Objective: A postinjury immunodepression involving neutrophil functions has been described in critically ill patients. The aim of this prospective study was to search for a relationship between an impairment of neutrophil functions and the subsequent development of nosocomial infection.
Design: Twenty-one severely ill (simplified acute physiology score II >20 on admission), nonimmunosuppressed patients who were receiving no antibiotics active against methicillin-resistant Staphylococcus aureus and highly resistant Pseudomonas aeruginosa were included. Twelve healthy subjects constituted a control group.
Measurements: Neutrophil functions (phagocytosis and bactericidal activity toward S. aureus and P. aeruginosa in homologous plasma, reactive oxygen species secretion) were studied at day 4 +/- 1 after admission, and occurrence of nosocomial infection was prospectively recorded over the following 5 days. Interleukin-10 concentration was assessed by enzyme-linked immunosorbent assay. Results are expressed as median (25th-75th percentiles).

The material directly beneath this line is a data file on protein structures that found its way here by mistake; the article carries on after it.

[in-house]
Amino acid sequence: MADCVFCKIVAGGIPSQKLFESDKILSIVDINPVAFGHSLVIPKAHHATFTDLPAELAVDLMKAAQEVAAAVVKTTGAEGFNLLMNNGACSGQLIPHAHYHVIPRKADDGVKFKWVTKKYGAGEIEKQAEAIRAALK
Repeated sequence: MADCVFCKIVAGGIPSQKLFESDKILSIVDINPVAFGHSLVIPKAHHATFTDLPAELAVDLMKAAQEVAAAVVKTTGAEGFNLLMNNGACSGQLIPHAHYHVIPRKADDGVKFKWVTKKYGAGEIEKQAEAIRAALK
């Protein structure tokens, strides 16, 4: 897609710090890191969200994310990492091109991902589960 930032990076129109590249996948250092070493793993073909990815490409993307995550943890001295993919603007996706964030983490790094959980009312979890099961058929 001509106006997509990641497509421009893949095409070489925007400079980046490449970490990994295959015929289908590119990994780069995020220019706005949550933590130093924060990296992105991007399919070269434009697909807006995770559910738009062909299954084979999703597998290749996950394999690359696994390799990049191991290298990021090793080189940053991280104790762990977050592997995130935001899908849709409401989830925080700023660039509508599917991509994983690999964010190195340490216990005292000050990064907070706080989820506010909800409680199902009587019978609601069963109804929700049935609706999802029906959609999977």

Main results: Six out of the 21 patients acquired a nosocomial infection during the 5 days after blood sampling (infected group). Compared with the patients who did not acquire nosocomial infection (noninfected group, n = 15), the neutrophils of the infected group demonstrated a higher percentage of intracellular bacterial survival (17% [2% to 67%] vs. infected: 62% [22% to 100%], p <.05), leading to an impairment of S. aureus killing in homologous plasma (killed bacteria: 4.93 log(10) colony forming units/mL [4.24-5.29] vs. infected: 3.62 log(10) colony forming units/mL [0.00-4.58], p <.05). Interleukin-10 plasma concentration was higher in infected patients (78 pg/mL [60-83]) compared with noninfected patients (22 pg/mL [14-58], p <.05). By contrast, P. aeruginosa killing was similar in patients whether or not they acquired a nosocomial infection.
Conclusion: A decrease in S. aureus killing capabilities of neutrophils can be evidenced within the days before occurrence of a nosocomial infection.